So I got a good idea. Why don’t we take a bunch of students, all from the top of their universities and put them in a giant competition with each other. The stakes, let’s set it at something high, lets say, prospects of having a successful career. They should be on a curve, meaning one doing better means another has to do worse. Let’s make it more interesting by not explaining the rules or giving the students any feedback on how they are doing relative to each other or how to do well in the competition. Success is met with more intense work from your adversaries. All of which constantly put pressure on everyone else. Additionally, In order to compete, you will need to study at least a modest, 8 hours a day. People begin to plan their entire schedule around the competition. They allocate more and more time into the competition. What if you just study occasionally? Well then you will probably lose. What if you value things other than the competition? You will lose. Any value for comedy? No. Any value for your humanity? No. Any excuses ever? No. This sounds like a great idea!!! People should sign right up.

Are you freaking kidding me?

This is insane. I want to . . .


People may be nice outside of law school, but when people walk between the walls they are competitive assholes.

How does everyone buy into this bullshit?

Sunday, October 22, 2006

More Funny Quotes

“The penalty for throwing Barbies is not in Rule 11”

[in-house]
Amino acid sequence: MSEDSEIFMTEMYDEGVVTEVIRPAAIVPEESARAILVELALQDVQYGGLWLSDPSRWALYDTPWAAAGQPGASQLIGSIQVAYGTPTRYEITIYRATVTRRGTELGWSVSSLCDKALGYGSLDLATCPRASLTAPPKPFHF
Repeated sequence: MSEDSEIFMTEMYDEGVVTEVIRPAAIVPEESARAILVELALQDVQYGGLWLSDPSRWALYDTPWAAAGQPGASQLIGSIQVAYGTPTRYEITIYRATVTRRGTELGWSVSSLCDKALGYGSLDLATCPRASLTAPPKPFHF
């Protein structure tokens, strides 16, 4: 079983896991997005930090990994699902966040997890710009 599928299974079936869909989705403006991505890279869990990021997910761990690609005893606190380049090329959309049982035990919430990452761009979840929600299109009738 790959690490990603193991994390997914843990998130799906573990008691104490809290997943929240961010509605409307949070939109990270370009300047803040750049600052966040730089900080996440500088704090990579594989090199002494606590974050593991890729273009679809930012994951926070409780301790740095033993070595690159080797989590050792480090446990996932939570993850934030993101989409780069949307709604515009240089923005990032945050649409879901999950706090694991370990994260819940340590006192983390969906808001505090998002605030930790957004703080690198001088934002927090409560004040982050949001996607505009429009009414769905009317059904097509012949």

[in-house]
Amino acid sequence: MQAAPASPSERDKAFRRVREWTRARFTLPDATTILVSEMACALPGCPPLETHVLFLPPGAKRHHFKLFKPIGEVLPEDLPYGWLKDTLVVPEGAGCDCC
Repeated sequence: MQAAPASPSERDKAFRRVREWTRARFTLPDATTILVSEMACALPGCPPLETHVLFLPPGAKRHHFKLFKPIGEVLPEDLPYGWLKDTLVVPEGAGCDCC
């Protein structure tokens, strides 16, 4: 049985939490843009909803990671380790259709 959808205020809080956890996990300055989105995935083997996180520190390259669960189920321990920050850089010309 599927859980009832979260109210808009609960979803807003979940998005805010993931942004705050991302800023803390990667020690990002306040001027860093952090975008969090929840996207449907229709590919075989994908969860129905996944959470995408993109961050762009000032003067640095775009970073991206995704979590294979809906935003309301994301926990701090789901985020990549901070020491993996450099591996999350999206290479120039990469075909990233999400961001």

“A kiss is a form of battery”

“If the beans that the young Jack purchased from the crafty old man in the fairy tale ‘Jack and the Bean Stalk’ had been worthless rather than magical, it would have been only fair to allow Jack to disaffirm the bargain and reclaim the cow” – from Kiefer v. Fred Howe Motors

“If you had a civil rights case in 1960’s Mississippi would you rather be in federal or state court? If you don’t know the answer to this, you don’t belong in this life.”

On why punctuation matters:

“Woman! Without her, man would be nothing.”

“Woman, without her man, would be nothing.”

Friday, October 20, 2006

Such a great day

I slept though my one class today. That was great, I really needed the rest. Who needs to go to Torts anyways?

My study group called me after class to see if I was coming to our weekly review session. I asked them what we would be going over today, and they said they wanted to compare outlines for a few classes. Since I haven't even started thinking about outlines yet, I opted to go back to bed, where I stayed until about 5pm. Can every Friday be like this?

Sometimes sleep is just the most important part of the day (it just so happens that sometimes = most of the time for me).

Thursday, October 19, 2006

Emotional Distress

I am another friend of Dan and David's from undergrad. I grew up in Northern California, went to school in Southern California, and this past August I moved to Boston for law school. I've posted some comments around the blogosphere as "Boston Law Student," and I will drop in here from time to time with my own law school experiences.

Striking fear into the hearts of 1Ls everywhere is that dreaded word. Exams. Off in the December distance is this amorphous evil that plagues us all and drives even the most ardent slacker to occasional studiousness. At my law school, exams are not as bad as at Dan's or David's. None of our classes have grades here. Instead we have 'narrative evaluations,"whatever that means.